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LEDC Extreme Makeover

The Army Logistics Management College’s Logistics Executive Development Course is “under reconstruction.” A pilot of the transformed course—with a new name and a new purpose—will be conducted this summer.

The Logistics Executive Development Course (LEDC) offered by the Army Logistics Management College (ALMC) at Fort Lee, Virginia, has been educating logistics professionals for many years. Over the last 10 years, a number of LEDC graduates have competed for and been awarded the Army Command and General Staff College’s (CGSC’s) Major General James M. Wright Master Logistician Award. They, and many other LEDC graduates, are now the Army’s senior logisticians. To coincide with Army logistics transformation and continue its tradition of producing first-rate Army logisticians, ALMC is revising the LEDC education experience to meet the needs of leaders for the transformed Army.

LEDC Overview

Since 1970, LEDC has offered a thorough factory-to-foxhole overview for students who aspire to become military and civilian logistics managers in key positions within Army and Department of Defense logistics organizations. The course has built on each student’s logistics foundation acquired through functional courses and personal experience. It has exposed them to the interface between the Army in the field and the logistics structure that supports it. In addition, LEDC has traditionally constituted the first part of a cooperative master’s degree program with the Florida Institute of Technology.

Keeping Up With the Times

To align LEDC with the expeditionary mindset of the transforming Army, ALMC is revamping LEDC to educate select logisticians who will become the Army’s joint, multinational, and multifunctional logistics problem-solvers at the operational level of war. The goal is to develop agile, innovative logisticians who know how to think by dissecting a logistics challenge and developing workable solutions, rather than what to think. The revised course framework will provide students with critical problem-solving skills and abilities to surmount complex logistics challenges in peace and war. Graduates will be targeted for key positions within theater and expeditionary sustainment commands.

New Course Design

The revised course, the Theater Logistics Studies Program (TLOG), will be conducted in small-group seminars similar to those used by CGSC’s School of Advanced Military Studies. (The School of Advanced Military Studies uses the Socratic method of instruction. Students are given material to research, and they are expected to come to class prepared to conduct a professional discussion with the facilitator.)

Instruction will be hands-on; students will grapple with a theater-level campaign plan that begins with a theater-opening scenario in which they must work through planning for reception, staging, and onward movement. Case studies will be introduced to further challenge and expand the students’ minds in areas such as providing disaster relief, resourcing unit rotations, and setting up tracking/interrogator networks for cargo or unit tracking. Presentations by logistics leaders from the Army, the Department of Defense, and industry will enhance the learning process by touching on subjects such as distributed operations, contractors accompanying the force, Army pre-positioned stocks, civil support, reconstitution, theater distribution, supply chain management, outsourcing, and reverse logistics. Visits to Defense Distribution Center Susquehanna, Pennsylvania; BAE Systems at York, Pennsylvania; and a port of embarkation will complement the classroom time and provide students with a visual representation of the sustaining base that supports the armed forces in the field. Skill set applications will be hands-on and case study-based and cover such topics as analysis to support decisionmaking, change management, optimization, ArcGIS, Lean Six Sigma, metrics for applied logistics, and querying for data. [ArcGis is an integrated geographic information system (GIS) software produced by Environmental Systems Research Institute, Inc. (ERSI).] The diagram at right depicts the course framework.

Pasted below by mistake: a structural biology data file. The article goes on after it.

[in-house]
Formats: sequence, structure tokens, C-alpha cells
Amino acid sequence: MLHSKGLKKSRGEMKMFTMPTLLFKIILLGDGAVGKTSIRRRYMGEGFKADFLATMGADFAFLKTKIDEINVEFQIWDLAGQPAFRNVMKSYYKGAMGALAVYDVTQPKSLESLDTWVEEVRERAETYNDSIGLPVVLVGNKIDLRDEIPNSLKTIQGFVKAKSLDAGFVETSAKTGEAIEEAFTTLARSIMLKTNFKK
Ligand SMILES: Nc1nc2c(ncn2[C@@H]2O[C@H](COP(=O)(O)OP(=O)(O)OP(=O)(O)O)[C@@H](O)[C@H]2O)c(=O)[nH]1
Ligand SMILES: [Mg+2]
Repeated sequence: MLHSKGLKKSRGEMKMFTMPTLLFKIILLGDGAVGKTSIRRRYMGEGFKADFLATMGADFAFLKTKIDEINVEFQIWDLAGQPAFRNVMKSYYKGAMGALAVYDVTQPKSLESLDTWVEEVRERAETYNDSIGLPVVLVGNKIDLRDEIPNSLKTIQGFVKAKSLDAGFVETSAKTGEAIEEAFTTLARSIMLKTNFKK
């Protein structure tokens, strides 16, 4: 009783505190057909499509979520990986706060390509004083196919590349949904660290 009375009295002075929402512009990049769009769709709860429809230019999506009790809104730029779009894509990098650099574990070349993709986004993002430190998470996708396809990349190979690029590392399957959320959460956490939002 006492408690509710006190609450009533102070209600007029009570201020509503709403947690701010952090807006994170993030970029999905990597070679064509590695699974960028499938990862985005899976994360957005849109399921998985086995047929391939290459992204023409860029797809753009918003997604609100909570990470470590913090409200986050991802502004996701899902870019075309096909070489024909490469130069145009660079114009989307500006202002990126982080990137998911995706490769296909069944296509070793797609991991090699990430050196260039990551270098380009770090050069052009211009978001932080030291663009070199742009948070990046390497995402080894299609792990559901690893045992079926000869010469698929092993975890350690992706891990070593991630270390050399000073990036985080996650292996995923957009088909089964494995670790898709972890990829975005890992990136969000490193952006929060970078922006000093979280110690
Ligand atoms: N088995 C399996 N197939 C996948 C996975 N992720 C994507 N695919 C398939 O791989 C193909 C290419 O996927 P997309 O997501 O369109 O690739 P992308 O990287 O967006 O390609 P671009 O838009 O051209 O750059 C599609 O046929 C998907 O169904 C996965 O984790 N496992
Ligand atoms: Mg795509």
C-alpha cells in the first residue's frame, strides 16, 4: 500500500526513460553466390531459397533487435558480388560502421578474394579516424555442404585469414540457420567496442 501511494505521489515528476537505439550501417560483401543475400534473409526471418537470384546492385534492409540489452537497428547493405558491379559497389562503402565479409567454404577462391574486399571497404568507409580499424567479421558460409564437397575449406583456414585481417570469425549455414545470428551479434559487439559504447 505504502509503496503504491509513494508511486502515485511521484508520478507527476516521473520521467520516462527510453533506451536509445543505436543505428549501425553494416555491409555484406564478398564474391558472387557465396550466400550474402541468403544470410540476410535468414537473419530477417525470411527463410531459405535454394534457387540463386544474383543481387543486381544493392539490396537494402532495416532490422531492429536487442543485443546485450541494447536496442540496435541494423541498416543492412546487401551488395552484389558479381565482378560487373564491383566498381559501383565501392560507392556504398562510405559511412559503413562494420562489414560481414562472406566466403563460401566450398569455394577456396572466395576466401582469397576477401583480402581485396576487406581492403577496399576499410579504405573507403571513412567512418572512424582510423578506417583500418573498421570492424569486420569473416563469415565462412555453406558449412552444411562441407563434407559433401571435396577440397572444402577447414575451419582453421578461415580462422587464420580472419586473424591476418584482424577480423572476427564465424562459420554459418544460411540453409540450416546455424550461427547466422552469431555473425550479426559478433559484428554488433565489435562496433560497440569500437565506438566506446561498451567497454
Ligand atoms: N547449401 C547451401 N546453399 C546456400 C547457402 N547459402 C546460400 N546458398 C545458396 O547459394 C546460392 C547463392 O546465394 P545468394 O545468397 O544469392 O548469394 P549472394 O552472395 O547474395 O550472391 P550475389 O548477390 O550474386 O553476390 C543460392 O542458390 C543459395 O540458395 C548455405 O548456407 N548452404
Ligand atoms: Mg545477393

The TLOG goal is to provide an unmatched logistics education that makes graduates highly sought-after assets (problem-solvers) for both the near and long term. They will be equipped to—

  • Participate in the peacetime planning process.
  • Coordinate expeditionary operations.
  • Manage modular deployment operations.
  • Plan theater and area logistics support.
  • Direct logistics operations.
  • Manage theater redeployment operations.

The 19-week TLOG pilot will begin on 6 August 2007 and include two small-group seminars. Senior captains with command experience and majors desir-ing to attend this pilot or future iterations of the course should contact their career managers at the Army Human Resources Command or contact the ALMC staff by email at ledc@lee.army.mil. Future adjustments to the course will be made as ALMC receives feedback from students. After serving in theater and expeditionary sustainment commands, graduates will be invited to return to ALMC to facilitate seminars in future courses.
ALOG

Lieutenant Colonel Carey W. Radican is the Director of Instruction for the Logistics Executive Development Course at the Army Logistics Management College at Fort Lee, Virginia. He has a B.S. degree in marketing and management from Old Dominion University and an M.S. degree in computer systems management from the University of Maryland University College. He is a graduate of the Quartermaster Officer Basic Course, the Combined Logistics Officers Advanced Course, the Combined Arms and Services Staff School, the Logistics Executive Development Course, and the Army Command and General Staff Officer Course